Monday 19 February 2018

O'Leary would sell €400m Aer Lingus Heathrow slots

Maeve Dineen and John Mulligan

AER Lingus could lose all but four of its highly valuable landing slots at London's Heathrow Airport if Ryanair succeeds in its bid to wrestle control of the national airline.

The controversial proposed takeover could end over 50 years of Aer Lingus daily flights between Dublin and Heathrow.

The Dublin-Heathrow route is one of the busiest airline routes in Europe and the slots are currently worth an estimated €400m.

But as part of a proposal to convince the European Commission to allow Ryanair take over Aer Lingus, it is offering to sell 20 of Aer Lingus's 24 landing slots at the UK's busiest airport to British Airways.

The EU is concerned that if Ryanair were to take over Aer Lingus, the new entity would have a monopoly on flights to the UK. This latest proposal is aimed at alleviating this fear.

However, even if the EU does approve the takeover, Ryanair still faces a huge battle to persuade Aer Lingus shareholders and staff (who are also shareholders) that it is in their best interests.

If the takeover were to go ahead, Aer Lingus would be left with only four slots at Heathrow.

Aer Lingus may decide to use them for alternative services rather than for Dublin- Heathrow routes. This would mean that for the first time in half-a-century, the Irish flag carrier would no longer operate services between the two airports.

Ryanair, which owns 29.8pc of Aer Lingus, is trying to secure regulatory approval for its third takeover bid.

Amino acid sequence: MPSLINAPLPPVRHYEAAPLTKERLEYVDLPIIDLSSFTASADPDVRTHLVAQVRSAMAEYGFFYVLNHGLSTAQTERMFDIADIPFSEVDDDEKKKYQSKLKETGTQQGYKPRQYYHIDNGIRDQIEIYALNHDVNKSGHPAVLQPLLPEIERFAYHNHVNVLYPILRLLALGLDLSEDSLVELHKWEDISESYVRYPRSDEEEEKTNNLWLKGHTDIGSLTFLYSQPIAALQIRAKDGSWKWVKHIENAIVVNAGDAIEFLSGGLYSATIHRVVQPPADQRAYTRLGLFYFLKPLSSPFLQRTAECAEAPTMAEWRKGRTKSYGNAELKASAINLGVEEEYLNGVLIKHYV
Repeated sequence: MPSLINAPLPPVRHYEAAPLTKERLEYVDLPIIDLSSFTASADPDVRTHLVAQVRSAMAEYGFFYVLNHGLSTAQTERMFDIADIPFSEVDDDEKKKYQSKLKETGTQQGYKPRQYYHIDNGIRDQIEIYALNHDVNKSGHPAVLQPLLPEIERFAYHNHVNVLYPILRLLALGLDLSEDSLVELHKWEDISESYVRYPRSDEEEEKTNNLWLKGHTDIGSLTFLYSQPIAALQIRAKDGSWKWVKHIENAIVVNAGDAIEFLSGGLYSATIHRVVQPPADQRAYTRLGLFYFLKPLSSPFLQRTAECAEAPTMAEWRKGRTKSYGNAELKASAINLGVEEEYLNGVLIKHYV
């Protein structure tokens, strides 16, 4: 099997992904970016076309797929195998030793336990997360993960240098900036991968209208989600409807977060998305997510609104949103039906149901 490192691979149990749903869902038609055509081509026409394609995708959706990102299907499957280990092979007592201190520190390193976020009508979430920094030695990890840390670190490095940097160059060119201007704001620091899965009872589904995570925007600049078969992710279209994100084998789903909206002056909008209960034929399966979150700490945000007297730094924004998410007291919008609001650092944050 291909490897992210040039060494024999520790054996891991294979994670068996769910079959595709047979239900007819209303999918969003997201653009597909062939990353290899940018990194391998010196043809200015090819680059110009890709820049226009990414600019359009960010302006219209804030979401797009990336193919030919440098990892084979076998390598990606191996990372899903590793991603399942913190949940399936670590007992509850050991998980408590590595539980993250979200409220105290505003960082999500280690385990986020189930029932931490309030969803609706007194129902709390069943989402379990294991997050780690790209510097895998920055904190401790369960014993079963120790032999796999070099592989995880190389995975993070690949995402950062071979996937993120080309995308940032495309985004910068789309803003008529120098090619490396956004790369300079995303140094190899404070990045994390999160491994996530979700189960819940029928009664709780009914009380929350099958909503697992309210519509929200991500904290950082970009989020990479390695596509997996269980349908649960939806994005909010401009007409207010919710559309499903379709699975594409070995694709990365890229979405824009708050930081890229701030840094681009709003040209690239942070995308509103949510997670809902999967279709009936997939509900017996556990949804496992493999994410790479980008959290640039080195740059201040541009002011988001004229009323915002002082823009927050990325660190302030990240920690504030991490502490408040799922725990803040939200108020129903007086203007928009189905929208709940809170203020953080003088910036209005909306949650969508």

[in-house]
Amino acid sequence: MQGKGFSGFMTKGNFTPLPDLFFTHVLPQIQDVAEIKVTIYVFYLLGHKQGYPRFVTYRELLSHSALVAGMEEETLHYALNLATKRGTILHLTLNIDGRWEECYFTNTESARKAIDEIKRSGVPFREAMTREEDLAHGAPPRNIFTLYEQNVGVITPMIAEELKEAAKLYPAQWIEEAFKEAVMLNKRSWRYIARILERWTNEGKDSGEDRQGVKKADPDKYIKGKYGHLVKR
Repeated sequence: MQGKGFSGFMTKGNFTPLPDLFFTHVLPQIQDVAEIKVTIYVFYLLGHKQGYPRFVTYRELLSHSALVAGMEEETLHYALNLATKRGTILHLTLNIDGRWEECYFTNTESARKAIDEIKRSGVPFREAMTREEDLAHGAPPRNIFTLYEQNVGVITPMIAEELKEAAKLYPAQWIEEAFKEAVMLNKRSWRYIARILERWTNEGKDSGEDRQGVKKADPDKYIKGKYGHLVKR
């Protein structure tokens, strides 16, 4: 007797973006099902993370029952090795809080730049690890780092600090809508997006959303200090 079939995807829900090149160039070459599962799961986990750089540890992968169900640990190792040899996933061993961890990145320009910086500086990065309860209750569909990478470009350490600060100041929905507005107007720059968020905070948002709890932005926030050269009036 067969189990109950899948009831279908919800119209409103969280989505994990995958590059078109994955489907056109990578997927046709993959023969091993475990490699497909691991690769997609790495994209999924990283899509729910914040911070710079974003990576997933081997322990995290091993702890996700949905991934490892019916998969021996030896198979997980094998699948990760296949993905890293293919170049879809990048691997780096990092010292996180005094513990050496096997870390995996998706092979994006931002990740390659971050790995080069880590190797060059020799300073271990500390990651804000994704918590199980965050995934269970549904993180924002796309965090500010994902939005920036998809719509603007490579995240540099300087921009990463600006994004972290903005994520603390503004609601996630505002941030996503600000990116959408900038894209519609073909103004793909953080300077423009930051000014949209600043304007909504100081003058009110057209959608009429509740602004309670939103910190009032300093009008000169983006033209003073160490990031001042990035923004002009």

The European Commission last month objected to Ryanair's bid on competition grounds. It prohibited Ryanair's first bid in 2007, and Brussels has never cleared a merger that it previously rejected.

The proposed deal between Ryanair and International Airlines Group (IAG), the parent company of British Airways, would see BA take over Aer Lingus services from Dublin, Cork and Shannon and run them as normal for a period of between three and five years.


With BA operating these services, Ryanair believes that a combined Ryanair-Aer Lingus would not be dominant on those routes, thereby alleviating any EU competition fears.

The dramatic overhaul of routes between Ireland and Britain would see as many as six BA planes and four from Flybe based in the Republic.

Heathrow is running at near capacity, so the opportunity to buy Aer Lingus's slots there could provide BA with an important means to eventually expand its long-haul services. Aer Lingus is the third-biggest airline at Heathrow.

BA is offering to take responsibility for many of Aer Lingus's services out of Heathrow for at least three years.

After that it would have the right to buy the airline's Heathrow slots and re-allocate them to different destinations, such as New York.

A separate part of the same takeover process being planned would see Flybe operate flights to and from Ireland on 20 other routes where Ryanair and Aer Lingus currently both have services for at least three years.

These routes are also from Dublin, Cork and Shannon. This move would also remove the monopoly any merged Ryanair-Aer Lingus operation would have on those routes.

The moves by BA and Flybe are understood to form the centrepiece of a remedies package that Ryanair has submitted to the European Commission to try to persuade Brussels to approve the takeover bid.

A spokeswoman for IAG told the Irish Independent: "We have signed a non-binding memorandum of understanding with Ryanair which is subject to EC approval, as part of its review of Ryanair's proposed takeover of Aer Lingus.

"The memorandum of understanding is also subject to IAG board approval."

Ryanair declined to comment.

Irish Independent

Promoted Links

Business Newsletter

Read the leading stories from the world of Business.

Promoted Links

Also in Business